Thursday, April 30, 2009


It’s been so long since I’ve written here. My friend Jim wrote over on his blog that after a long time, coming back to writing to attack the big stories or events or thoughts is difficult, if not impossible. Which is my sorry excuse for this long absence. How do I fill in the gaps from the past months?

Our Book Keeper, Musa, died of a stroke, suddenly and unexpectedly. I turned 23 the next day. A patient gave birth to twins and once the stress of her pregnancy subsided, she stopped leaking urine. An employee celebrated her engagement to our landlord with a traditional ceremony that included the presentation of kola nuts, envelopes of cash handed out to the many relatives of the bride, and three decoy brides before the entrance of the genuine article. We took the patients to an orphanage for Easter and had a “lolly hunt” and kite flying and dancing and singing. We hired a third driver, an administrator, a nursing director. We are in the process of hiring an accountant. I stopped my work as the Acting Administrator and took over as the Acting Finance Officer. I crunch numbers, I think.

Dr. Maggi came and many operations were done and hordes of patients sent home dry or to wait for more complicated surgery. We renovated a ward for skills training and as a living area for those few patients that have become part of our staff. The pump that WAFF donated to the hospital broke. The garden dried up. When the water truck breaks down, the patients carry water from the hand pump installed near our office, which means that they pop their heads in and ask, while watching me read the paper online, whether the pictures of New York Times Op-Ed columnists are of members of my family. The volunteers found a new walk across scorched fields and through tunnels of green thickets to a tiny village close enough to the road that we could hear trucks rushing by on their way to Freetown but remote enough that we were unsure how the nine-months pregnant woman we met would ever make it to a hospital when she went into labor. Many volunteers came and went and are still asked after now that they are gone.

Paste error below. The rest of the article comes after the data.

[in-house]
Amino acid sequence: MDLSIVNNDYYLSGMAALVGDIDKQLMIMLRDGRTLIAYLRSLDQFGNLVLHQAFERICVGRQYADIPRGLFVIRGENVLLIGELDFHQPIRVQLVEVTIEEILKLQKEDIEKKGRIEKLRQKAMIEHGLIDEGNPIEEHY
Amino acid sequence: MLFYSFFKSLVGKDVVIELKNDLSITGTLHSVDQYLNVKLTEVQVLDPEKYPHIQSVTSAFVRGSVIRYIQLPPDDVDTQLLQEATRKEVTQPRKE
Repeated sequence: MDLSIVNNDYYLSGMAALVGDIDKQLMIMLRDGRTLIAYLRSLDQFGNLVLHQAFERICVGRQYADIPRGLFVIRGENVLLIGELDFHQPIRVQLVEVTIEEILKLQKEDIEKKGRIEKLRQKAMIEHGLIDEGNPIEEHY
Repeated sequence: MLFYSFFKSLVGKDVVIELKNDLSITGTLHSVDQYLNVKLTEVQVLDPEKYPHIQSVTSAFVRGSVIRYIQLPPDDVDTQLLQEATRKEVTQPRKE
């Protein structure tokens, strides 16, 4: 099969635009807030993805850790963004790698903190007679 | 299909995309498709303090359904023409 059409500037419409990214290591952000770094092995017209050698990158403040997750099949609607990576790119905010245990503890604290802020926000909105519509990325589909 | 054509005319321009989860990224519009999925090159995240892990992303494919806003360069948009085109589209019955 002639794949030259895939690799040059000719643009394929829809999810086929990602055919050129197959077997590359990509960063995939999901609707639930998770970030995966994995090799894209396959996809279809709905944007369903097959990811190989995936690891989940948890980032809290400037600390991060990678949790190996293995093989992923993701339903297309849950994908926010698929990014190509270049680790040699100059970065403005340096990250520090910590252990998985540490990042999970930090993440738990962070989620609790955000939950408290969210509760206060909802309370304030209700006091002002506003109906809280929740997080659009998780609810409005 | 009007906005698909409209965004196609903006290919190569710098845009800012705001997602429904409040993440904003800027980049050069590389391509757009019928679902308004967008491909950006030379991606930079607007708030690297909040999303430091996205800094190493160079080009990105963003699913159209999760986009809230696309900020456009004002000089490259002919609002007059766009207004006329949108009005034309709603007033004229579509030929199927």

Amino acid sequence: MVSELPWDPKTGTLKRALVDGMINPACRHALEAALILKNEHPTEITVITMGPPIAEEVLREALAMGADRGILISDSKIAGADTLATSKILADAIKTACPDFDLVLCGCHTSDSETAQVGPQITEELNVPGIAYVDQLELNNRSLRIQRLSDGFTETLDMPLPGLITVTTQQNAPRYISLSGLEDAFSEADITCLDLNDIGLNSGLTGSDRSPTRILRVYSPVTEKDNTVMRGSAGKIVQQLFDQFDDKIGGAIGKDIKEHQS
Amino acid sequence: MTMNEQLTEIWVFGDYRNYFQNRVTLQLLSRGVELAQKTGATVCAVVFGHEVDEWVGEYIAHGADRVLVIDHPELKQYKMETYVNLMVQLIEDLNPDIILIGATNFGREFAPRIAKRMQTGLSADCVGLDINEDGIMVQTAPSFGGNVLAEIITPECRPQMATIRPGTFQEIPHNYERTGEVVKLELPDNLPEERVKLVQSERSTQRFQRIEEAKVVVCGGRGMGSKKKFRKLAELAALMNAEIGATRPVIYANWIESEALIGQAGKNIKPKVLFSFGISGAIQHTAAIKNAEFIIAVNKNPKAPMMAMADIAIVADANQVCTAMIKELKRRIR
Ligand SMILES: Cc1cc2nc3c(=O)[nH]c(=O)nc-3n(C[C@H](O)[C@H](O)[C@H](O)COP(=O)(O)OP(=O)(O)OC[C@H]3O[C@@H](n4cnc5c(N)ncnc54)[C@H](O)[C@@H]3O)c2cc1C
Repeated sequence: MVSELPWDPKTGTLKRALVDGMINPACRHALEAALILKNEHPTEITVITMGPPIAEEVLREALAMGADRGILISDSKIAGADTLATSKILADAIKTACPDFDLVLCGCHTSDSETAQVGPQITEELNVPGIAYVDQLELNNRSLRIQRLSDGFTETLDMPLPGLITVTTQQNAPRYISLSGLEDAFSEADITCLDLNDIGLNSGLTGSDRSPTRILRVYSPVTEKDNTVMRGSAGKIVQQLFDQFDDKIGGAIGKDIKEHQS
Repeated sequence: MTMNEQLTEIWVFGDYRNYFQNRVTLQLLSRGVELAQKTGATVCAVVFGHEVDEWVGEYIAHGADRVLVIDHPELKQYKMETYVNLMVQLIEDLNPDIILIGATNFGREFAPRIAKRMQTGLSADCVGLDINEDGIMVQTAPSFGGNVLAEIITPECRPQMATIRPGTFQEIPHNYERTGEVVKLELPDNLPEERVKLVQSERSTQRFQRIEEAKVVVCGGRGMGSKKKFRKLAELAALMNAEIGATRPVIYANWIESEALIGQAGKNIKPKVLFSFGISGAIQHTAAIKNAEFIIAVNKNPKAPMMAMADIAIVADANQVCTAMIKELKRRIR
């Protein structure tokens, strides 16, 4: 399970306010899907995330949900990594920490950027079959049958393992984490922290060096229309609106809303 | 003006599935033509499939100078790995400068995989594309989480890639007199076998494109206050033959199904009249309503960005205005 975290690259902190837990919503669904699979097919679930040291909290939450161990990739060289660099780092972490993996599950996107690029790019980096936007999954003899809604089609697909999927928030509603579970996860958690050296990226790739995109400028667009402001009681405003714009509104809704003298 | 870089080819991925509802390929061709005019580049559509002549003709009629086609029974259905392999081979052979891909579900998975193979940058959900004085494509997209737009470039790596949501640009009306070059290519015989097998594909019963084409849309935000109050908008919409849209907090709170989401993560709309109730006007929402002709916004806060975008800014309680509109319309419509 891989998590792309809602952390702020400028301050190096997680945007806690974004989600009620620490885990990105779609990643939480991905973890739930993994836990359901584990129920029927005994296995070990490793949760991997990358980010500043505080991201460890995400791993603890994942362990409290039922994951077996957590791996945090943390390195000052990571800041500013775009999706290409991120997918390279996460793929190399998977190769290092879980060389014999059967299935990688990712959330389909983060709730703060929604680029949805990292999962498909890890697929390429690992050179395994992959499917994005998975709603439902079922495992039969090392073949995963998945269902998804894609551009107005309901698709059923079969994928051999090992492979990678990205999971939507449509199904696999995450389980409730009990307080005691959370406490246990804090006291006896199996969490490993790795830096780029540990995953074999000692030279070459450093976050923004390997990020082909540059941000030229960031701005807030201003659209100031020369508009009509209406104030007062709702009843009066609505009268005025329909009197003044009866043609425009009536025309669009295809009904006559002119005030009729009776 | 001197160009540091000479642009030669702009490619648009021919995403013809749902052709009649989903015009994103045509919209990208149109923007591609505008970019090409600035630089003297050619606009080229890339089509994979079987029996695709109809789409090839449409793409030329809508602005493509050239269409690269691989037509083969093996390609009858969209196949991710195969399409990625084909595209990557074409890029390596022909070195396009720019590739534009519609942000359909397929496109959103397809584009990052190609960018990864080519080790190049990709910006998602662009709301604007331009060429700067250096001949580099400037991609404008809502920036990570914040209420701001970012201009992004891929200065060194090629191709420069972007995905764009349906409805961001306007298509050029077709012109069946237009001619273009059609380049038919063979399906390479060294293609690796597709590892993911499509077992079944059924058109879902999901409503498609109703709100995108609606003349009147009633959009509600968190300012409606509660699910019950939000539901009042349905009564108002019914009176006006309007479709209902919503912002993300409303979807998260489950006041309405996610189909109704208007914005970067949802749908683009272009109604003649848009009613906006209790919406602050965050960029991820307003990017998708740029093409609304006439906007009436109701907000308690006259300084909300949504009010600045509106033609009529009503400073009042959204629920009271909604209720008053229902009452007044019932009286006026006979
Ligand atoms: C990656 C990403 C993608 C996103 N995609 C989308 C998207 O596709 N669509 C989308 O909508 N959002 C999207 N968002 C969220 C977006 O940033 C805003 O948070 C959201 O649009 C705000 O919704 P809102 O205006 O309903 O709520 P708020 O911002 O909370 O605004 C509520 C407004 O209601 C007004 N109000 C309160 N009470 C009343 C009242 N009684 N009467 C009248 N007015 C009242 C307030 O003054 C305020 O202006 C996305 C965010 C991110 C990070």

I was bitten by countless mosquitoes, awakened by countless mice, tempted to pet countless dogs. I hit a rooster with a pillow after it crowed too early too near my window. It was the burning season, and I awoke from an afternoon sleep more than once to flames reaching higher than our wall, stopped only by a short stretch of road, taking trees and leaving termite mounds, driving mice and snakes into the safety of concrete houses. It was the first straining moments of the rainy season and I sweated through my clothes several times, waiting in the blackouts for rain to come as a relief to the dusty wind, to the unbearable heat, to the thick humidity, only to be disappointed day after day. It rained and kept me from sleeping as the drops pounded the zinc roof until it sounded like a flood would wash us away. It has not rained since and the strain has returned.

Everything moves along much as it did before, with new things flaring up here and there, with things coming together and falling apart. Things are as they are. Ideas become projects become accomplishments, or they shrivel while still ideas or fail as projects or are shuffled off before they can reach the stage of being termed accomplishments. Patients, staff, and volunteers come and go. I will be one of the ones going, after some time in Morocco. In a month, I will be home.

No comments:

Post a Comment